Discussion Comments
By anon971210 — On Sep 23, 2014

My name is Charlie. I'm 47. I have a nervous bipolar older friend who is 67. I live in Toronto, so the city traffic can be very hectic and scary at times.

The second he gets into the car, he tells me drive slow, stop sign ahead,watch for people, turn here, street lights up ahead, slow down, change lanes and so on. He gets me so uptight I feel nervous and I'm sure one day I will get into an accident because of him. I like him otherwise, but he is driving me nuts.

I've been driving since I was 16. I have a perfect driving record. I drive from Ontario to British Columbia and back with no problems. I drove a truck for years and a forklift. He doesn't have a car and hasn't driven for 30 years, but he says I'm a bad driver. Everyone else tells me they feel safe with me in the car. My friend told me it's not me, that it's him and that I am dealing with a manic depressive person with obsessive disorders.

I want to tell my friend if he continues to act this way while I drive, I can't have him in my car anymore. I will not risk my life and the people's lives on the road because of a nervous, nail-biting old person with a manic obsessive problem. I told him if he did it again, he could take the bus or walk.

By mrwormy — On Jun 15, 2014

My wife can be a back seat driver at time, but I try to tune her out. Her thing is to press an imaginary brake if she thinks I'm getting too close to something, and then tell me to slow down. Sometimes she'll think she sees a bicyclist or pedestrian in my blind spot and tell me to watch out. I've almost gotten into a wreck because she pulled my focus away from an actual hazard ahead of me.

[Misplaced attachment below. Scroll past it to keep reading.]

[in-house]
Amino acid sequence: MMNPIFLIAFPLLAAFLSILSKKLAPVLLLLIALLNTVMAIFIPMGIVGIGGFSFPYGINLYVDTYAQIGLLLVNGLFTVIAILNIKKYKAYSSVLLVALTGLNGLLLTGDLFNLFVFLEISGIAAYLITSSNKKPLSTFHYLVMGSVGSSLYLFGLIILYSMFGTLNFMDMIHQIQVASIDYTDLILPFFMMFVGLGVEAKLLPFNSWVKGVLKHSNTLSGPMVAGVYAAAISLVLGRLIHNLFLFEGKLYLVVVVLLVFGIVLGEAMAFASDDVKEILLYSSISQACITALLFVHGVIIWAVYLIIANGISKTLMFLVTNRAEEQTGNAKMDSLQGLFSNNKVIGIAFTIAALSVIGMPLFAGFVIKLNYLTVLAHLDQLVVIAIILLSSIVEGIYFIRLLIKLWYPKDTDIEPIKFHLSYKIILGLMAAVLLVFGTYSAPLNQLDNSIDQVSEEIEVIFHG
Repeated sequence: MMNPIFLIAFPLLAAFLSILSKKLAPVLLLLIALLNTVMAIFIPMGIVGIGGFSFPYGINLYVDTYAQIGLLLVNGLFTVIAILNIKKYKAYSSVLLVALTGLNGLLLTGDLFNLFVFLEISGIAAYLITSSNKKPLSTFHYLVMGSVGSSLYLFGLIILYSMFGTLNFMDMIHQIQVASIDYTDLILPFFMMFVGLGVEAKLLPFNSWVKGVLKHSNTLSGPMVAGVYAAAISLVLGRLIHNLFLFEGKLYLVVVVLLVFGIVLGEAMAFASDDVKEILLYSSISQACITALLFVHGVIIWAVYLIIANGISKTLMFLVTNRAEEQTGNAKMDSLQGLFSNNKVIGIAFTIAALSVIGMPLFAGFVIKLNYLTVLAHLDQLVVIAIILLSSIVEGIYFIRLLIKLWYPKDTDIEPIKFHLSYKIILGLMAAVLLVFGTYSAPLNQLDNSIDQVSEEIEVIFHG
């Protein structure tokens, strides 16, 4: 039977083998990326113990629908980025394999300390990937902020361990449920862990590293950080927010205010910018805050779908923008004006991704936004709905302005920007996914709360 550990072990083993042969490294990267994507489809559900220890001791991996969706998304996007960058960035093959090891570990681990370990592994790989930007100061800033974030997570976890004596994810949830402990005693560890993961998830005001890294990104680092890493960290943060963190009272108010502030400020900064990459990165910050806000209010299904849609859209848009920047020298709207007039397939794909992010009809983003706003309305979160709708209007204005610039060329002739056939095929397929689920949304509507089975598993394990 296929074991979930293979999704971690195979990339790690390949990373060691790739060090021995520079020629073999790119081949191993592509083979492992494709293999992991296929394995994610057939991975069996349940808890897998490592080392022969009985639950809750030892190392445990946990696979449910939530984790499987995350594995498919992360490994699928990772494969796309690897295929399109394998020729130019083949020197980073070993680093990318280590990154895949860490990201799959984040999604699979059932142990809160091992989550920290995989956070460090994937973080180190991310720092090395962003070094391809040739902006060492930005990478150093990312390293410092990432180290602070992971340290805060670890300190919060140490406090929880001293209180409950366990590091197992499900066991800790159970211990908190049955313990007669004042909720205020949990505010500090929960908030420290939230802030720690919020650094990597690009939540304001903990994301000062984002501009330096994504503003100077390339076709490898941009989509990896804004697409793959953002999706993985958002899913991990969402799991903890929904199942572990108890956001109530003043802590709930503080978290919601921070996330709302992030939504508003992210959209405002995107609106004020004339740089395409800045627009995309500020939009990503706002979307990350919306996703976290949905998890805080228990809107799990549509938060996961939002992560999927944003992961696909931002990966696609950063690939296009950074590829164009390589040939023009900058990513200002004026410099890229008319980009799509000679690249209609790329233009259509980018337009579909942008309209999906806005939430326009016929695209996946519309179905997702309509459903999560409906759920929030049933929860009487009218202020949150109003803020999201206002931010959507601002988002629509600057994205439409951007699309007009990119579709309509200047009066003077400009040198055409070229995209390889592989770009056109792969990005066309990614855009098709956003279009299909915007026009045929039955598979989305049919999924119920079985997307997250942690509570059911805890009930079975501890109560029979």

I remember when I was in new driver training class at school, we watched a simulator film with a back seat driver character. We were supposed to keep driving no matter what that person did or said. I remember the passenger started yelling about a motorcycle behind the car and I failed to stop for a red light because I was too busy looking in my mirror. A back seat driver can be a real hazard, besides being very annoying.

By Ruggercat68 — On Jun 14, 2014

My dad was the worst back seat driver I can think of, especially when my brother and I were learning how to drive. He usually wasn't in the back seat, either. He would sit in the front passenger seat and grip the door panel with both hands. If he saw something coming out from the right, he'd yell "CAR, CAR!". He'd announce every upcoming stop sign at least a hundred yards before we reached it.

Somehow I managed to get my drivers' license and become a decent driver, anyway. I think he had been driving for so long that the idea of trusting someone else behind the wheel was terrifying.

Michael Pollick
Michael Pollick
As a frequent contributor to WikiMotors, Michael Pollick uses his passion for research and writing to cover a wide range...
Learn more